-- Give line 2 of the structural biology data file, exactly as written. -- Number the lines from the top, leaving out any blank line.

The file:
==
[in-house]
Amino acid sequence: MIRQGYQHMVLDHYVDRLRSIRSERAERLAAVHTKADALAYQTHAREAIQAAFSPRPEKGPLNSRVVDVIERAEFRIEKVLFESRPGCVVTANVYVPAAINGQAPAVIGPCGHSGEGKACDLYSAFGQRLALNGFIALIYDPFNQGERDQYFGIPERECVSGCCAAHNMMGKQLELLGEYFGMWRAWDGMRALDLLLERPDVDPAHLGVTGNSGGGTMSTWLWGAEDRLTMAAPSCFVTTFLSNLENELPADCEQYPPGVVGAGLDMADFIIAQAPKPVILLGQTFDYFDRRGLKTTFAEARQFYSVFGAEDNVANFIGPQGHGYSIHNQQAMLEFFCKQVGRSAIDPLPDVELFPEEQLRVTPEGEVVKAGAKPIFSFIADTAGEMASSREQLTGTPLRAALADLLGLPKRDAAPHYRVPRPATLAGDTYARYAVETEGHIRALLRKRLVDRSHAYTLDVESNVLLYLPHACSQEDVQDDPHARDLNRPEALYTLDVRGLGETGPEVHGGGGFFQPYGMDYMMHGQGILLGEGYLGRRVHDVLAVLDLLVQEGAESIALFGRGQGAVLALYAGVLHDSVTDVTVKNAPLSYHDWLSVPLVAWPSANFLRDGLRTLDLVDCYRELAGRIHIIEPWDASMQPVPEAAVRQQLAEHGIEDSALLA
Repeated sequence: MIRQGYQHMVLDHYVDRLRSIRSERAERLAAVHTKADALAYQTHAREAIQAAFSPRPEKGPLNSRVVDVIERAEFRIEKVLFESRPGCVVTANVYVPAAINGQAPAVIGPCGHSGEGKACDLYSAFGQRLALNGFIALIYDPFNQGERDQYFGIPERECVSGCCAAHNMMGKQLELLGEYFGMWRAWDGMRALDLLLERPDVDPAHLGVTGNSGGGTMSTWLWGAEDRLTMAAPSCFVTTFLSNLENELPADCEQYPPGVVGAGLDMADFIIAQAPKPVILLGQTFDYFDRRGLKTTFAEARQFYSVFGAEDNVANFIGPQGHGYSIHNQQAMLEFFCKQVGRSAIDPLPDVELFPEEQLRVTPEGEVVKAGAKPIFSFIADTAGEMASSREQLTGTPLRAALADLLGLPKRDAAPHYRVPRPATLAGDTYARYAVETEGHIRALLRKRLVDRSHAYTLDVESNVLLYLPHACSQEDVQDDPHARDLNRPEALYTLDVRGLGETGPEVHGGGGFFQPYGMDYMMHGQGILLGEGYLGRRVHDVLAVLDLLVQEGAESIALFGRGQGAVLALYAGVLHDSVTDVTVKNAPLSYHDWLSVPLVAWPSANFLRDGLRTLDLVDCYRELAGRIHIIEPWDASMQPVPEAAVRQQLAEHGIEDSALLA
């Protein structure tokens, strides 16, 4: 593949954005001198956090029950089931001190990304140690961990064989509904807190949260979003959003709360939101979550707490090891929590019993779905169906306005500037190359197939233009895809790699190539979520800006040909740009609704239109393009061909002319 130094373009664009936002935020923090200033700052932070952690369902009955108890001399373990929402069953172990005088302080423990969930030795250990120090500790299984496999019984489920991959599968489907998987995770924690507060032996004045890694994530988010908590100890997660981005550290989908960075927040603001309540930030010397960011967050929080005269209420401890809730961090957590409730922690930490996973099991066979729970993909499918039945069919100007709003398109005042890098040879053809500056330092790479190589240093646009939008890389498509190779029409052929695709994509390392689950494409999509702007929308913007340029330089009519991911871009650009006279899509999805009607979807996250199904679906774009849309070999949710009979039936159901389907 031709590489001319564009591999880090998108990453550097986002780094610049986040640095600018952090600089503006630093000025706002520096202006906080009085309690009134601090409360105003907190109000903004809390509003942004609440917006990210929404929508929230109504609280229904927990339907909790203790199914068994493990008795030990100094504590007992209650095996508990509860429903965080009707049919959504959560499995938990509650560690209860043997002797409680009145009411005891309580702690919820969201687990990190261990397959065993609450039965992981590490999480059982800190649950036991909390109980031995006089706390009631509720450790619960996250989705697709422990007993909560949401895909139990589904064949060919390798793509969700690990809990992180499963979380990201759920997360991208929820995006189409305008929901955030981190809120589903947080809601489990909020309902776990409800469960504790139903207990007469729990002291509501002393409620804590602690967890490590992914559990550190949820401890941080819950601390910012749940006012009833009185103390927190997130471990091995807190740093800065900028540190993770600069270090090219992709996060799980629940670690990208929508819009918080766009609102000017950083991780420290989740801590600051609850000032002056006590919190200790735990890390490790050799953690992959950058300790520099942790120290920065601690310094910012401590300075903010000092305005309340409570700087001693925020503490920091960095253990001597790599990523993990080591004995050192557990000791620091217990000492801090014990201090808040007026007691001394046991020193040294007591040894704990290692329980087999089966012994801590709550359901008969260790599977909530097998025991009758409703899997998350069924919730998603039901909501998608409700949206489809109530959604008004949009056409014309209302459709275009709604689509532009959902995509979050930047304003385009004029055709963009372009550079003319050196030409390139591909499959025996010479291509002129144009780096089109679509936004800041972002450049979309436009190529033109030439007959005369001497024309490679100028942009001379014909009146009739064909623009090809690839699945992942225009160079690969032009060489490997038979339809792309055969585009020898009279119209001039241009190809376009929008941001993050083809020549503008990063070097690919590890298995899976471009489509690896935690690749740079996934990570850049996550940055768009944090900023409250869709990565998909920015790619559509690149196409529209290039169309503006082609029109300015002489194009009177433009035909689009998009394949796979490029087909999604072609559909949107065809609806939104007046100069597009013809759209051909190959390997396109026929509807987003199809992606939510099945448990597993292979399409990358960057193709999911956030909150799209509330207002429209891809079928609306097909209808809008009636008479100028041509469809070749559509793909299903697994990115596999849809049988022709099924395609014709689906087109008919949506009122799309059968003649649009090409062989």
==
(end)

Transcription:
Amino acid sequence: MIRQGYQHMVLDHYVDRLRSIRSERAERLAAVHTKADALAYQTHAREAIQAAFSPRPEKGPLNSRVVDVIERAEFRIEKVLFESRPGCVVTANVYVPAAINGQAPAVIGPCGHSGEGKACDLYSAFGQRLALNGFIALIYDPFNQGERDQYFGIPERECVSGCCAAHNMMGKQLELLGEYFGMWRAWDGMRALDLLLERPDVDPAHLGVTGNSGGGTMSTWLWGAEDRLTMAAPSCFVTTFLSNLENELPADCEQYPPGVVGAGLDMADFIIAQAPKPVILLGQTFDYFDRRGLKTTFAEARQFYSVFGAEDNVANFIGPQGHGYSIHNQQAMLEFFCKQVGRSAIDPLPDVELFPEEQLRVTPEGEVVKAGAKPIFSFIADTAGEMASSREQLTGTPLRAALADLLGLPKRDAAPHYRVPRPATLAGDTYARYAVETEGHIRALLRKRLVDRSHAYTLDVESNVLLYLPHACSQEDVQDDPHARDLNRPEALYTLDVRGLGETGPEVHGGGGFFQPYGMDYMMHGQGILLGEGYLGRRVHDVLAVLDLLVQEGAESIALFGRGQGAVLALYAGVLHDSVTDVTVKNAPLSYHDWLSVPLVAWPSANFLRDGLRTLDLVDCYRELAGRIHIIEPWDASMQPVPEAAVRQQLAEHGIEDSALLA